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Abortion travel will become even more expensive and daunting as Mountain West states enforce bans

blowing snow on a Wyoming interstate highway reduces visibility on a clear day obscuring other vehicles
Tom Grundy
/
stock.adobe.com
blowing snow on a Wyoming interstate highway reduces visibility on a clear day obscuring other vehicles

News brief

People in the rural Mountain West are used to traveling long distances for services – but for many of those seeking abortions, the distances are growing even longer.

“Even somebody who is used to driving a couple of hours for a dentist appointment, we’re now talking distances that … are in the hundreds of miles,” said Katrina Kimport, a professor at the University of California, San Francisco.

Kimport works at Advancing New Standards in Reproductive Health at UCSF and has interviewed hundreds of women who have considered and obtained abortions. She said these long trips can mean spending more money on a place to stay and more time away from work.

She added that people tend to want an abortion as soon as possible after making that decision, but flights booked late tend to be the most expensive. Gas is more expensive now, too.

“They want to have the shortest period of time between when they decide they want an abortion and when they are able to obtain one, and what travel does is it extends that period of time,” she said.

“But even people who don’t have to travel in many states are looking at an extension of that time because the places that they’re going, the clinics that are local to them, are now seeing an influx in out-of-state patients.”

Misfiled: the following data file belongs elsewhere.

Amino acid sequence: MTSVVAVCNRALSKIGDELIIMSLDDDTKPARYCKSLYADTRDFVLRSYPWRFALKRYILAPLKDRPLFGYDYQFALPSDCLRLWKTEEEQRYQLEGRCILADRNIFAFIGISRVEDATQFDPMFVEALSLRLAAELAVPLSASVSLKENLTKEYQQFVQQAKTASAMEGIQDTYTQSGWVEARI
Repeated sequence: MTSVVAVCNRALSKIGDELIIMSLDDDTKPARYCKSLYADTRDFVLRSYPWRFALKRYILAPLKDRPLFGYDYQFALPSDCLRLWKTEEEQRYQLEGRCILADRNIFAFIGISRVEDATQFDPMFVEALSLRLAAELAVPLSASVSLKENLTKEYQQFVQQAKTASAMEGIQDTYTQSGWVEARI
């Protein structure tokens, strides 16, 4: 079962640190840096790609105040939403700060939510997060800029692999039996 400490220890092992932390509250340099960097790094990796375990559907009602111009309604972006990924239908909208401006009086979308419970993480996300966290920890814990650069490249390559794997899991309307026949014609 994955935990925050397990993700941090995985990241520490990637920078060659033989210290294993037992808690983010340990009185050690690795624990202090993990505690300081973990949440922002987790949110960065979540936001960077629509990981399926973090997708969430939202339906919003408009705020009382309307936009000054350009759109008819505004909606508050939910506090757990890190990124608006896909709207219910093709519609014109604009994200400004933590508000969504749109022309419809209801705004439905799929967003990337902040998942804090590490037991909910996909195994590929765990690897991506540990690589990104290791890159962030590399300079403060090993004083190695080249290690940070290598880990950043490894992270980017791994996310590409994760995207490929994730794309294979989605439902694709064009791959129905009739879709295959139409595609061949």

In the Mountain West, Idaho, Utah, Wyoming and Arizona are currently fighting court battles as they try to enforce abortion bans in the wake of the U.S. Supreme Court overturning Roe v. Wade in June. Some of Idaho’s abortion restrictions have already gone into effect, though others are in question as the Department of Justice sues the state.

But as abortion providers close up shop, those seeking the procedure may head to neighboring states like Colorado, Nevada and New Mexico.

Travel costs will be a challenge for many, though. Research from the Guttmacher Institute in 2014 found that 75% of those seeking abortions are low-income. Most surveyed also had kids and would have to pay for childcare while losing out on work hours to travel long distances.

There are services to help fund travel for abortion, but Kimport said she doesn’t think there will be enough to meet demand.

Beyond finances, she said the increased travel takes an emotional toll, as people are often forced to go to cities they don’t know without family or friends to support them. It also increases stigma.

“The idea that you would have to travel suggests that there is something you should be ashamed of because it’s not available in your community or your home state,” she said.

Kimport wrote about the costs of abortion travel in The Conversation.

This story was produced by the Mountain West News Bureau, a collaboration between Wyoming Public Media, Boise State Public Radio in Idaho, KUNR in Nevada, the O'Connor Center for the Rocky Mountain West in Montana, KUNC in Colorado, KUNM in New Mexico, with support from affiliate stations across the region. Funding for the Mountain West News Bureau is provided in part by the Corporation for Public Broadcasting.

Copyright 2022 Boise State Public Radio News. To see more, visit Boise State Public Radio News.

Madelyn Beck is a regional Illinois reporter, based in Galesburg. On top of her work for Harvest Public Media, she also contributes to WVIK, Tri-States Public Radio and the Illinois Newsroom collaborative.